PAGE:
# The k-calculus

### Keywords

Bondi, Lorentz, k-calc, k-calculus, Minkowskian geometry, relativity,anti-relativity

This is a method of deriving the **Lorentz transform equations** was invented by **Hermann Bondi**. It uses space time diagrams like this

in which lines at 45° to the axes represent rays of light. The two lines A and B are the "world lines" of two observers. Observer A is stationary and his world line is vertical. Observer B is motion and her world line slopes to the right indicating that she is moving away from A. She looks back at A and observes two events which are separated by a time T as measured by observer A. However, the time between them as observed by B is greater by a factor which we call k. Hence the name k-calculus.

My diagram (fig 2) represents the space time diagram drawn from the point of view of observer B and shows A observing two events separated by a time T as measured by observer B.

The description of the k-calculus I am using is by Ray D'Inverno who says in his book that he spent his years as a research student at King's College London in the era of Bondi. Ray D'Inverno does not include the diagram of fig 2, but makes an addition to his diagram giving fig 3. He then simplifies this by moving the top pair of parallel lines down until they meet the other pair on B's world line and then moves the world lines of A and B together so that they now meet at the first event. This reduces the length of the lower of each pair of parallel lines to zero and they disappear giving the diagram in fig 4.

The mathematical fiddle lies in the geometry of fig 3. If we look at fig 2, we find that if B sees the time interval as T, then A will see the same time interval as kT. If B measured the time interval as kT then A would observe this to be k^{2}T. In his diagram (fig 4) D'Inverno inserts this result, but the geometry of his diagram no longer supports the result. The result which is written in fig 4 fits the geometry of similar triangles.

In fig 5, the triangles OAB and OBC are similar. That means that

Multiplying both sides by we get

This is precisely the relationship claimed in k-calculus, but the triangles in fig 4 are not similar.

The problem comes from the fact that it is impossible to draw a space time diagram which gives equal status to all observers. We might draw a diagram in which A and B have equal status, but it would always be possible to draw a vertical line and call it observer C. Whoever is represented by the vertical line is the privileged observer because their world line is draw at 45° to the lines representing light rays. Figs 2 and 4 both put A in the position of privilege contrary to the fundermental assertion that all observers have equal status. To give both observers equal status, we must assert that figs 1 and 2 are equally valid. but how do we then combine them? It is impossible to do so in a way which gives equal status and allows us to derive the required result.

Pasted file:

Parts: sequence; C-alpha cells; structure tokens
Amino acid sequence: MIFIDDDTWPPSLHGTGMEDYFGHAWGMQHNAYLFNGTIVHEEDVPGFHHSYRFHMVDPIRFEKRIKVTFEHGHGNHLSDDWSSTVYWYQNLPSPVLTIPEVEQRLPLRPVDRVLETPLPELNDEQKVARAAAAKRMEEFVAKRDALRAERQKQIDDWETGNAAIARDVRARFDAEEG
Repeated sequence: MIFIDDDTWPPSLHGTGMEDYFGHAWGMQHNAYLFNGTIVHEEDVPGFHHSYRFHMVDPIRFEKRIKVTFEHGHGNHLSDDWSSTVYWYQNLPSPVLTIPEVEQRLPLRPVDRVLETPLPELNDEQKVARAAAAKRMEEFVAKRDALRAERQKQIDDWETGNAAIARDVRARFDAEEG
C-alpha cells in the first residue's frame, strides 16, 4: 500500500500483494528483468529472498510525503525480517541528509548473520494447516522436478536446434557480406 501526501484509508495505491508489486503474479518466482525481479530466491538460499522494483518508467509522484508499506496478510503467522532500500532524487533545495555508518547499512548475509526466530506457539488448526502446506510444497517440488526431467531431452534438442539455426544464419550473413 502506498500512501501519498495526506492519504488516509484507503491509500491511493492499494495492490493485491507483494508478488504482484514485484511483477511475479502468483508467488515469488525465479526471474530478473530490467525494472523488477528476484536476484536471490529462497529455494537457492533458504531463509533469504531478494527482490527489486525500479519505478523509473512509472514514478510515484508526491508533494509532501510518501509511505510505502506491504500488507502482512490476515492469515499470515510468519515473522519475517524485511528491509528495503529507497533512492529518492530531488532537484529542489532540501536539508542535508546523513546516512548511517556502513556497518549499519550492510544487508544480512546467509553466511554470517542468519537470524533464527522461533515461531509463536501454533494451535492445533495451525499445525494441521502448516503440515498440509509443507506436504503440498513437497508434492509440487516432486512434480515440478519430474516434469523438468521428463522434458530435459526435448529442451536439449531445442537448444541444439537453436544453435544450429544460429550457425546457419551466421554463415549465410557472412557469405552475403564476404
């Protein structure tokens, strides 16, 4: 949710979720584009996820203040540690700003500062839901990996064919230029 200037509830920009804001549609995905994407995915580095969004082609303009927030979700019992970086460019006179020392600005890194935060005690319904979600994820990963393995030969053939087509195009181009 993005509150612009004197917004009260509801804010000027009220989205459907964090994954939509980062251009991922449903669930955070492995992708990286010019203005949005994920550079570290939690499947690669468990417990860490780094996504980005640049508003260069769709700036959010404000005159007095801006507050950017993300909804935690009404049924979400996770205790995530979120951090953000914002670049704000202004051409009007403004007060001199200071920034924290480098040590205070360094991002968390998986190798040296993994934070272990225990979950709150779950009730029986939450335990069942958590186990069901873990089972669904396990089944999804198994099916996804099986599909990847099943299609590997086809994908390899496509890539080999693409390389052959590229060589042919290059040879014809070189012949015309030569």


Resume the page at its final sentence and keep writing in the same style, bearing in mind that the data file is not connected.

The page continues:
When we apply the assumptions of special relativity to fig 5 we require that BAC = OBA=45° and that ABC=90°. This can only be so if OC is parallel to OB which makes a nonsense of the diagram.

The k-calculus is a fiddle.

## Note

In asking Ray D'Inverno's permission to use his book as the example of k-calculus, he was kind enough to point out that the arguments I have given are invalid. Chapter 2 of his book should be read through to the end and then reread in the light of the fact that the geometry of space and time is **Minkowskian**. Euclidean geometry should not be used in interpreting the diagrams because their geometry is Minkowskian.
The essence of my argument is that in mathematics, we move from things which have already been proven to prove new things. We cannot start with the proposition that the normal rules of geometry do not apply and then prove that they do not apply. We have an example in the geometry of navigation on the spherical surface of the earth. We know that we cannot take a curved surface and flatten it without distortion, so we work in three dimensions intersecting the curved surface of the earth with flat planes on which we can draw triangles. All the geometry which we do is Euclidean and it is only in the final result that we come up with triangles drawn on the curved surface of the earth whose angles do not add up to 180 degrees.

Special Relativity

Relativity and the nature of time

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© Copyright Bruce Harvey 1997.